Last week I continued to work with two teachers at Betty Huff who teach Grade 3 and 3/4. On Monday, I popped by their classes to assist in introducing patterning. Inspired by Kristen's Gray's blogpost on Talking Points, which she used as a preassessment, we decided to try this strategy with the Grades 3/4 class to see what the students knew about patterns, as well as reveal any misconceptions they may have. We reviewed the revised curriculum for Grades 24, in particular the learning standards for patterning to determine the talking points to use. I've added the word doc file for the patterning talking points below the post, should you wish to adapt these and try it with your class. Since "Talking Points" was new to the students, we decided to adapt it from its original version. For those of you who have never heard of Talking Points, you'll want to read either Kristen Gray's blog post or the one on Cheesemonkey Wonders site. Instead of using Talking Points in small groups, which we will do one day, it was decided to begin by using it with the whole class so the students could see how the activity works. Prior to coming to the carpet area, we had the students read each of the five Talking Points and where it said "Round One" they marked whether they agreed, disagreed, or were unsure of the point. Next we gathered at the carpet and each student was asked to share aloud what they wrote and give a reason why. The other students listened to each of their peers but did not add any comments. As we went around the circle in the first round, the teacher and I quickly realized that although many students agreed "Patterns are predictable," they really had very little understanding of increasing or decreasing patterns, positional patterns, using numbers to describe patterns, and whether or not patterns could help us solve problems. Most students explained that they "couldn't remember doing that last year" or "I've never tried that". This was really important formative assessment. The teacher and I realized that we needed to spend some time revisiting repeating patterns and exploring positional patterns before we could investigate increasing and decreasing patterns. We wondered whether what the children knew was representative of their knowledge or perhaps indicative of lack of experiences with these types of patterns? In speaking with another Grade 3 teacher, she mentioned that they had only worked with pattern in September and not since. Being responsive to what we were hearing, we knew that moving ahead into Round Two wouldn't necessarily cause any new thinking, as so many were unsure. We decided to tweak our plans and had the students return to their tables and engage with creating patterns. We had set up materials prior to the class and in retrospect, I wish we had of provided a table area where all the materials were the same (e.g., same size and colour) such as beige toothpicks for the students to explore creating patterns using one item in creative ways such as positional patterns. There were opportunities for students to build increasing/decreasing patterns. We hoped these experiences might activate more prior knowledge and/or cause students to shift some of their thinking. After about 30 minutes we had the students stop what they were doing and do a gallery walk. Then we cleaned up and met back at the carpet. The students recorded their thoughts in Round Two and we went around the circle and shared again. This time, the students had more to say. Their rationales were stronger, as they could connect with an experience. We stopped after the second round because we wanted the students to have time to write in their Math Journals. We asked the students to write:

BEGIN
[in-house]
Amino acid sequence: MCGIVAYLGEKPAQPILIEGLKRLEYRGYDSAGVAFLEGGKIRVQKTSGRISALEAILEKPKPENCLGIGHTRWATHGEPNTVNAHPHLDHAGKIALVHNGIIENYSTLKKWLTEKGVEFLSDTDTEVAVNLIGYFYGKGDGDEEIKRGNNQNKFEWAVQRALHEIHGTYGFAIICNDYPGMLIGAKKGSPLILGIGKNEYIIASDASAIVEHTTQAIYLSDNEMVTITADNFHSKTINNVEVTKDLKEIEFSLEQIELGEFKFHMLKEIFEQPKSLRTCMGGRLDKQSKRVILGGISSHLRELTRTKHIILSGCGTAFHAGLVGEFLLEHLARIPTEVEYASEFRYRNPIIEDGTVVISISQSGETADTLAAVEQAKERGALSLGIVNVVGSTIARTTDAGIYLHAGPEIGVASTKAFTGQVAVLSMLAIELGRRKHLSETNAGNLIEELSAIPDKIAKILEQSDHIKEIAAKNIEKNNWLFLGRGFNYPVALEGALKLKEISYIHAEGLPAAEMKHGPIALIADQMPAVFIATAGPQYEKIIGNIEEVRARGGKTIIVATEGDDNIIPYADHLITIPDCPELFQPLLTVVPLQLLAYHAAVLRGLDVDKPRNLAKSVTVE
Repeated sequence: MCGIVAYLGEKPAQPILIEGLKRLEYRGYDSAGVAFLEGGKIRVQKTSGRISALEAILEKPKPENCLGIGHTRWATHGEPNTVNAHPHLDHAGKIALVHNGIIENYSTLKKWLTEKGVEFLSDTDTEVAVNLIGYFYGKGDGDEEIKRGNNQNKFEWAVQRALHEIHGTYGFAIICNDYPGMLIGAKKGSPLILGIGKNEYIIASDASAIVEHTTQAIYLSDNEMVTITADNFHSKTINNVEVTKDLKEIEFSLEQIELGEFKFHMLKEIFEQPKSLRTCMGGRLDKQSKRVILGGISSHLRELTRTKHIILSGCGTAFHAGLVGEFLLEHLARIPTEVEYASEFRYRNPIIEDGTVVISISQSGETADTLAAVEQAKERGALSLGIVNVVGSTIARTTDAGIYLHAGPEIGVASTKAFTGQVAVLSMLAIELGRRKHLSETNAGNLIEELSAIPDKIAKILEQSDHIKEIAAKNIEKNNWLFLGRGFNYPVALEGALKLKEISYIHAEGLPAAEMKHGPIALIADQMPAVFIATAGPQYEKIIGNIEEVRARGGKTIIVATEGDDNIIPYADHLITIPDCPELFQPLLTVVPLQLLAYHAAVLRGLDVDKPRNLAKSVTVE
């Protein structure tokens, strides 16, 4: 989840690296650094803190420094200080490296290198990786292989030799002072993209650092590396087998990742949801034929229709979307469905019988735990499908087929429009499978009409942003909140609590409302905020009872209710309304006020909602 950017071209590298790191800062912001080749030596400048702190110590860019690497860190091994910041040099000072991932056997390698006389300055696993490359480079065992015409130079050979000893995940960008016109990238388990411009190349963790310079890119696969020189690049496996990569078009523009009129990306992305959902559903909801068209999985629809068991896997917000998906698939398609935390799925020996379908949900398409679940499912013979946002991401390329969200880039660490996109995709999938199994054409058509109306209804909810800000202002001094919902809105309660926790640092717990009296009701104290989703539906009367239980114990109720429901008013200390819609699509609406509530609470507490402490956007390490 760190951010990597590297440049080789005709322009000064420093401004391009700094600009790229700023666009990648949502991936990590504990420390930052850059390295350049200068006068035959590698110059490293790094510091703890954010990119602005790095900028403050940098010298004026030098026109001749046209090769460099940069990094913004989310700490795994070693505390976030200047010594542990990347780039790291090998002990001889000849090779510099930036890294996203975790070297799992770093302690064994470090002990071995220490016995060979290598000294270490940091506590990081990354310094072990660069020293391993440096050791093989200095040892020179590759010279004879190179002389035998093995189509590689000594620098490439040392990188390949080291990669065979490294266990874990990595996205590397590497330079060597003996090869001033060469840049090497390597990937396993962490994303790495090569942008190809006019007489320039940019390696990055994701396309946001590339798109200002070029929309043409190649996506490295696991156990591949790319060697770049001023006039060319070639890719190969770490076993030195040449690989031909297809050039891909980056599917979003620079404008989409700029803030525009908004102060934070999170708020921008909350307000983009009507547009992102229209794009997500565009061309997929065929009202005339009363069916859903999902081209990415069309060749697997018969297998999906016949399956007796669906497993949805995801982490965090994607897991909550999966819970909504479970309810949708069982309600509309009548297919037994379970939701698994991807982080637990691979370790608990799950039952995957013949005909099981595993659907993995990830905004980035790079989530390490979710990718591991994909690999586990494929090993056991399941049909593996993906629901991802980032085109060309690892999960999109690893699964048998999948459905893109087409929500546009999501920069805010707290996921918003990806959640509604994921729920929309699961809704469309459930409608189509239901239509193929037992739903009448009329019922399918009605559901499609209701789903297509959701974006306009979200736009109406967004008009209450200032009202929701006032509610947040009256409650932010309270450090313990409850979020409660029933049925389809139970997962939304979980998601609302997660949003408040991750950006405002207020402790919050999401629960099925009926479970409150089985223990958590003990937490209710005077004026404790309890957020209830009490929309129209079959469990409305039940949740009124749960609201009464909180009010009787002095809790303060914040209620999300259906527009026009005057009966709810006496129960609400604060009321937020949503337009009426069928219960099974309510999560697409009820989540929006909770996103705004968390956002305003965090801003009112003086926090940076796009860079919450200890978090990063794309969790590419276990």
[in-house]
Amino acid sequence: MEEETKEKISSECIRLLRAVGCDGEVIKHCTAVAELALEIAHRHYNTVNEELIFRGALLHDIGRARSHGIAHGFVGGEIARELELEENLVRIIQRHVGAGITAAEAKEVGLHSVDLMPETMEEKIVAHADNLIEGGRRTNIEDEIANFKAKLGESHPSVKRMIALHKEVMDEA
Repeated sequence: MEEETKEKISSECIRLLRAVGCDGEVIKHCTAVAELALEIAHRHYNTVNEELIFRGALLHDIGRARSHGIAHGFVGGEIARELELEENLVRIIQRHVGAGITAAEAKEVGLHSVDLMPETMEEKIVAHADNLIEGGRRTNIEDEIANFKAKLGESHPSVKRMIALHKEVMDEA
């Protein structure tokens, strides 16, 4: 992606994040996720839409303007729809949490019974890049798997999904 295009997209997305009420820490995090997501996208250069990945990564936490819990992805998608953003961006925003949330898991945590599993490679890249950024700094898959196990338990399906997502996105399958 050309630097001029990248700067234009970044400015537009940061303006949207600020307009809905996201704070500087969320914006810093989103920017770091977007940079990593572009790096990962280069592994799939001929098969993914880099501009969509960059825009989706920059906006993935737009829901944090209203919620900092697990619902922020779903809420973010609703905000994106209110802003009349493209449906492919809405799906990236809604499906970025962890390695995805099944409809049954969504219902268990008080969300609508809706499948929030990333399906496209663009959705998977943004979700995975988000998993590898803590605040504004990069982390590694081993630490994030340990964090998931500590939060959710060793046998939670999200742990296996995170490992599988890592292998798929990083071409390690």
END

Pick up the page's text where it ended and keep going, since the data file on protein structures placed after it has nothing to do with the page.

Here are a few of their responses: I was pleased to see how some students used examples to explain their thinking. The next time the teachers have the students reflect in their Math Journals, they will highlight examples like this, so students are able to see how using examples can strengthen their arguments. Additionally, when reading their reflections, it became evident that students did not have some of the mathematical vocabulary around patterns. For example, in the last journal below, the student wrote "...patterns are predictable because you can always know what comes next when you do 3 or 2 shapes". I wonder whether she understands the term elements or what a pattern core is? These are important for clear communication. I am excited to continue to use Talking Points to explore students' understanding. We will revisit these points again upon completion of this unit (and likely there will be a blogpost!). Although the teachers will wrap up the patterning unit at some point, the teachers realize that this does NOT mean they are done patterning for the year. As we know from the First Peoples Principles of Learning, "Learning takes time and patience". We need to remember that learning is recursive. Patterning WILL be revisited throughout the year. These teachers intentionally will include patterning in their daily number routines (e.g., an image of pattern is presented and students guess the rule, predict the fifth term, etc.), including patterning activities daily math investigations and weekly rich problems, and whenever it makes sense to do so.
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About MeI am a Numeracy Helping Teacher with the Surrey Schools District. Each day I am thankful for being able to work with amazing students and teachers in an area I am passionate about ~ Mathematics!
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